I love the “Sorting Hat” from Harry Potter. Not only is it kind of charming and cute, but it determines your “house” at Hogwarts, which is sort of like your ... um... coed fraternity?
But unlike the Sorting Hat scenes in Harry Potter, it’s hard (and a little dangerous) to sort people into one category. People are complicated. We never want to label people with one label (“overachiever”, “struggling student”, “athlete”, “future criminal”, ).
Some kids could apply all four of the above labels to themselves.
People are complicated. While I might be sorted into a “teacher” category, I might also be sorted into a “Floridian” category, a “coach” category, a “mom” category, a “Lightning Fan” category. A “USF Alum” category. A “hip-hop music fan” category. A “karaoke queen” category. A “those district people” category.
I think our students could benefit from some serious sorting-hat-type thinking. Maybe instead of sorting people, they can sort words and ideas.
One of my favorite strategies is “Word Sort” -- also sometimes called “List-Group-Label”
Why would I use this strategy? It’s kind of a Swiss-Army Knife of strategies. It can do a LOT with one tool.
- It has kids assess their own understanding.
- It has kids make multiple connections between terms, (instead of learning them in isolation). It’s like learning vocab in in 3D instead of 2D
- It helps kids create schema in their brains by connecting one idea to another. Schema = longer lasting knowledge.
- It can take 10 minutes or 50. It’s pretty adaptable
- It can be used for 6 terms or 40. Or any number in between.
- It can be used as a pre-reading activity, a mid-reading checkpoint, or a review activity.
- You can use it with one lesson or multiple lessons (or over multiple units) combined.
- It’s active learning (not passive)
- It’s student-centered learning (not teacher-directed)
- It’s collaborative learning
- Put your students in small groups. I find groups of three are best for this activity, but pairs would work, too.
- As a preview, a metacognition activity, and a formative assessment, you MAY choose to have your students sort the word-cards or word-stickies into categories of “We know it well”, “We kind-of know it” and “We don't’ know it”.
- Have your kids find the meaning of the terms they didn’t know and brush up on the terms they “Kind-of” know.
- Then, have your students sort the words into new categories. You can give them the categories, but it’s more powerful when the kids come up with their own categories. They might sort them into:
- inventions, inventors, ideas
- Chapter 13, Ch 15, Ch 16
- Religion, Geography, Culture, History
- Causes of the Revolution, Events of the Revolution, Effects of the Revolution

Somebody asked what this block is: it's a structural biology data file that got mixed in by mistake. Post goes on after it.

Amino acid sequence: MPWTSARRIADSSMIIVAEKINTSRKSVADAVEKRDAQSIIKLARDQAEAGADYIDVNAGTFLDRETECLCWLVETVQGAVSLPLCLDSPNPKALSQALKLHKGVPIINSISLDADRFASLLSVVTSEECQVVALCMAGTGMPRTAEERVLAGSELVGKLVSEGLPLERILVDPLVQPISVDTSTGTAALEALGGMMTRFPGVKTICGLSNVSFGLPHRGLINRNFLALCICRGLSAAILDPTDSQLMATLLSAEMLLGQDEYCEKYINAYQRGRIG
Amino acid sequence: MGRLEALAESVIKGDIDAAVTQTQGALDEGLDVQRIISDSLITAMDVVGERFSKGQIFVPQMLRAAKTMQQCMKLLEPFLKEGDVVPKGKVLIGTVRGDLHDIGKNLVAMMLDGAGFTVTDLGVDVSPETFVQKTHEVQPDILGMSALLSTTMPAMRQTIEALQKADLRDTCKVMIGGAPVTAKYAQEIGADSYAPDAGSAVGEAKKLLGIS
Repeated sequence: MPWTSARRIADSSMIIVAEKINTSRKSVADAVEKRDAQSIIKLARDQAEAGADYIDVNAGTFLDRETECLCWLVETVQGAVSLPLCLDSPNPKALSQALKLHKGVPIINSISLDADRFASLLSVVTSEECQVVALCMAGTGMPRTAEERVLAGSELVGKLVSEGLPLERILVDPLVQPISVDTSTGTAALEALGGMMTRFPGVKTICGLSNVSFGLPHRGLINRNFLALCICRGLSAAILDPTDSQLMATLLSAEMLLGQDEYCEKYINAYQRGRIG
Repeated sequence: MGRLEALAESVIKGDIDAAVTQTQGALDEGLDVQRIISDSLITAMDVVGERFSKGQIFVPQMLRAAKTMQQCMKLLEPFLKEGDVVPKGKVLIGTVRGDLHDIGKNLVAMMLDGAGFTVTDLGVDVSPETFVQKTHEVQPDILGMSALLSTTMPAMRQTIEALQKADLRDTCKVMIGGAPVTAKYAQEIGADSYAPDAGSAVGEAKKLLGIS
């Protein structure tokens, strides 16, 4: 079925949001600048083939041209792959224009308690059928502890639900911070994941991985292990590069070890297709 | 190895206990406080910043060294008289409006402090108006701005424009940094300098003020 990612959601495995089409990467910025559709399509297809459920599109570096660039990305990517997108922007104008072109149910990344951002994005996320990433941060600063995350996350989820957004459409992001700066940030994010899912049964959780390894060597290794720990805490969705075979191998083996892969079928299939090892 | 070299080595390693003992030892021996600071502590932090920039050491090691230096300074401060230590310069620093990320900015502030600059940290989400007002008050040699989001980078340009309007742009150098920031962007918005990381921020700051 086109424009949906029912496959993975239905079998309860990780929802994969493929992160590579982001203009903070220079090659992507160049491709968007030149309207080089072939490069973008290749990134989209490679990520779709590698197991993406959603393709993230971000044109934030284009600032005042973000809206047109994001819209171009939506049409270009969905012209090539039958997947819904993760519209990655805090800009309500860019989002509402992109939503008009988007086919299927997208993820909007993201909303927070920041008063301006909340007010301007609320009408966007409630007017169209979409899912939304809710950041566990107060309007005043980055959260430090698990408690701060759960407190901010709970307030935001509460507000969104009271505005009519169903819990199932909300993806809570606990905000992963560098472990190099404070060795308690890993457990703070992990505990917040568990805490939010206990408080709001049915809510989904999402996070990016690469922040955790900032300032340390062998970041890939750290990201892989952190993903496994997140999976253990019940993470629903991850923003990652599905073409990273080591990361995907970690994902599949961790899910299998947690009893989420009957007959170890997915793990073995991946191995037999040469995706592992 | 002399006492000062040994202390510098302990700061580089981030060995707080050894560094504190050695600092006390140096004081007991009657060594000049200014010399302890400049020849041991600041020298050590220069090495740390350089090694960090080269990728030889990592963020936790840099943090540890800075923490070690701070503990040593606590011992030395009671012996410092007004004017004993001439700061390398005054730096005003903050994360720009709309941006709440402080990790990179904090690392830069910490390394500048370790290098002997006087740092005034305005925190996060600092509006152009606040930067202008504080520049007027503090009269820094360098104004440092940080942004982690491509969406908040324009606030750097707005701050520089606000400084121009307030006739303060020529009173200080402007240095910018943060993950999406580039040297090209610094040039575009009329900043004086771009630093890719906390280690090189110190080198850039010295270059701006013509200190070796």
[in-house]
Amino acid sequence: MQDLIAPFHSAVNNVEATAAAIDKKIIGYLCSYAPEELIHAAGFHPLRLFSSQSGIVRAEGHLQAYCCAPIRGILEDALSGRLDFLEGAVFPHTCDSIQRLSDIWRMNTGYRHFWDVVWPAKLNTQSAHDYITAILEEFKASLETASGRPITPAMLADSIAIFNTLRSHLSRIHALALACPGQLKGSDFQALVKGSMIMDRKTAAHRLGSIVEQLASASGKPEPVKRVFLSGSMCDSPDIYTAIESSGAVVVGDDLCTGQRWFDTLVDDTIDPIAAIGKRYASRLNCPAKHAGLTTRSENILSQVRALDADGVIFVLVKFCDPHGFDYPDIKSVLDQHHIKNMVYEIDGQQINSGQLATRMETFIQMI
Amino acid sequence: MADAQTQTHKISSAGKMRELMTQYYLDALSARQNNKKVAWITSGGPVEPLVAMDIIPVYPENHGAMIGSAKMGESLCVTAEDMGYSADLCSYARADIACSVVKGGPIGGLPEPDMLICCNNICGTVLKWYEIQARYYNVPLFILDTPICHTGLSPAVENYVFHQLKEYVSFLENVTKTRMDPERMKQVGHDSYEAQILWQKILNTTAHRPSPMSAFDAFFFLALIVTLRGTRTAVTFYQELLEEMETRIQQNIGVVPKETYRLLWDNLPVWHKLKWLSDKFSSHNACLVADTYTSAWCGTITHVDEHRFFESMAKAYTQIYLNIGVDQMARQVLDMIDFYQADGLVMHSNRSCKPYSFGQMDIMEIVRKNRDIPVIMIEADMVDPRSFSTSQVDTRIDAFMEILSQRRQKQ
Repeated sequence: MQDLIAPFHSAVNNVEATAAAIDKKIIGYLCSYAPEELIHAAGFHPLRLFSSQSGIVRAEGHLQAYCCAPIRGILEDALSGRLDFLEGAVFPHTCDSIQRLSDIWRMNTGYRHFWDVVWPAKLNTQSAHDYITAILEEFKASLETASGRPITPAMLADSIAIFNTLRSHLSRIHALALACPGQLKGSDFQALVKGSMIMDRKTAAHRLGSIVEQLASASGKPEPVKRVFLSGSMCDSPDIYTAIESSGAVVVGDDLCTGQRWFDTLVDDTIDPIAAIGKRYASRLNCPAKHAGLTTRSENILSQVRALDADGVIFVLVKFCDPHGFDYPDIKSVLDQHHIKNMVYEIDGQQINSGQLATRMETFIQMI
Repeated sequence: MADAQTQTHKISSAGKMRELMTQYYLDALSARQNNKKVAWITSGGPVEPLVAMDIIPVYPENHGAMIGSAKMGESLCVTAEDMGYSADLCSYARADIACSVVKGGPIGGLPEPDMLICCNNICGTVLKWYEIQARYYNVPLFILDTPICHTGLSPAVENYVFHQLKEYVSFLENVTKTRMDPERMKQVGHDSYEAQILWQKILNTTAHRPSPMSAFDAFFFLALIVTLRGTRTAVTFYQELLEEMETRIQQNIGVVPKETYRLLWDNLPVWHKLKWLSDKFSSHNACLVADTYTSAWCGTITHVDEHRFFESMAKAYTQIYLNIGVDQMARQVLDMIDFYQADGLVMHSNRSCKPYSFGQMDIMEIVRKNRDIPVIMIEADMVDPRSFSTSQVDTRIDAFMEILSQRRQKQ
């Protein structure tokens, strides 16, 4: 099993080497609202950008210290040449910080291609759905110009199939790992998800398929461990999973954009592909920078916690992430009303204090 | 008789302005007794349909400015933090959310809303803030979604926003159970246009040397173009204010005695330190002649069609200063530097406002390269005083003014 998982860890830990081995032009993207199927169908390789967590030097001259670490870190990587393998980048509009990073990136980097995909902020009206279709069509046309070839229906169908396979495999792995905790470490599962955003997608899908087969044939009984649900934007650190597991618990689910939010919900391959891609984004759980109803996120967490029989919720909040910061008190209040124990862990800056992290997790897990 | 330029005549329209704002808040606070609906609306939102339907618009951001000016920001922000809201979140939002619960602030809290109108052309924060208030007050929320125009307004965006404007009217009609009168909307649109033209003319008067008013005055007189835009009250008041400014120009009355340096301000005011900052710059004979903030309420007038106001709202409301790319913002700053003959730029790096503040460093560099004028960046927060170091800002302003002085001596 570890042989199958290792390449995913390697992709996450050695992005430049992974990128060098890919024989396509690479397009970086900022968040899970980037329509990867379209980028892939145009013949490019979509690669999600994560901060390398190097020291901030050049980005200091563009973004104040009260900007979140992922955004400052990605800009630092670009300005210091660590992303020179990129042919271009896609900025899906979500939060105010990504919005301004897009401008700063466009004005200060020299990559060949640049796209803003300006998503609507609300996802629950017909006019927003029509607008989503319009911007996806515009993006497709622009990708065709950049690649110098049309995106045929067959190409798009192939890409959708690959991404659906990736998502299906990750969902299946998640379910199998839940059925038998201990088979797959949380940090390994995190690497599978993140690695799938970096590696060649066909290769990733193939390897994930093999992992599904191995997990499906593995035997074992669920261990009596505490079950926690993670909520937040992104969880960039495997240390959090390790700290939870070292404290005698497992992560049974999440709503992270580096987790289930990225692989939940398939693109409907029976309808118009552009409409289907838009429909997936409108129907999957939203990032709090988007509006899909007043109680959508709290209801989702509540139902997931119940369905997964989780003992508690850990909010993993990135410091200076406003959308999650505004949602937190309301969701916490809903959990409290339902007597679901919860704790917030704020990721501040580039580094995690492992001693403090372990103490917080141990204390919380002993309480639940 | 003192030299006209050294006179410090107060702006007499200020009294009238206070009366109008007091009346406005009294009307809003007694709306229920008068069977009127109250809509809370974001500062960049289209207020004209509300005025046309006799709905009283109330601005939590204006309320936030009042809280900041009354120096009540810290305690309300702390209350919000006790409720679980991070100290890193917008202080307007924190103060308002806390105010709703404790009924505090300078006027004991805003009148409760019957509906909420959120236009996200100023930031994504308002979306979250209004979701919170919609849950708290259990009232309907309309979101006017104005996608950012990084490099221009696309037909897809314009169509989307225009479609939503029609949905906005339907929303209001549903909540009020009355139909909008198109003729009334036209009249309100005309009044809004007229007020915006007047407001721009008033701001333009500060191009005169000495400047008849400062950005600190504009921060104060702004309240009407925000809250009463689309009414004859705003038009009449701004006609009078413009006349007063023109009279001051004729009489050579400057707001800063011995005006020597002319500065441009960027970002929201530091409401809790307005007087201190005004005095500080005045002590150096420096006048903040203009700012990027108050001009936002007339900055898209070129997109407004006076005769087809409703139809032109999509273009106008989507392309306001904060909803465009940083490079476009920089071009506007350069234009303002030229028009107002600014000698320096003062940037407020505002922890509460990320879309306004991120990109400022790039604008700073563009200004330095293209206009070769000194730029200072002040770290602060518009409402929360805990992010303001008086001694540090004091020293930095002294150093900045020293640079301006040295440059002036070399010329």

- 1700s, 1800s, 1900s
- Legislative, Executive Judicial
- Article 1, Article 2, Article 3, Bill of Rights
6. Have them label each category and explain why each term goes in each category (this is how you check for understanding and make sure they’re not just putting words in categories randomly just to get the task done.) Have them defend where they put their terms!
7. THEN -- and this is the powerful part -- have the kids use the SAME terms but with another set of categories. If earlier they sorted the words by chapter, now maybe they need to sort the terms chronologically. If they earlier sorted the words by causes, events, effects -- maybe now they choose to sort the terms into “Colonists’ Actions” and “British Actions”.
Let’s try it with a real set of Civics terms from Benchmark 3.3 (Yes, those are ALL the terms in one benchmark)
declaration of war
necessary and proper clause
enumerated or delegated powers
U.S. House of Representatives
U.S. Supreme Court
- Executive, judicial, legislative
- powers, checks/balances, parts of government
- Concurrent powers, implied powers, enumerated powers
What else? Can you come up with another set of labels for groups of those words?
I love the Word Sorts. I find it really effectively addresses multiple needs in the classroom, all with one activity. One activity that’s on the fun side.
Like the Sorting Hat, it’s helpful to look at people -- and words -- from multiple angles. It’s powerful for kids to learn to connect ideas and words. It’s even better when they can do it actively and collaboratively.
PS -- don’t forget to use your expectations for collaboration! Mine are the Oh Groupwork rules!
- On task
- On topic
- On (in) your seat
- Only your group members
- One -level volume
Try it mid-lesson or as a review. And let me know how it goes! What other categories did you come up with for the list above? As always, I love to hear from you!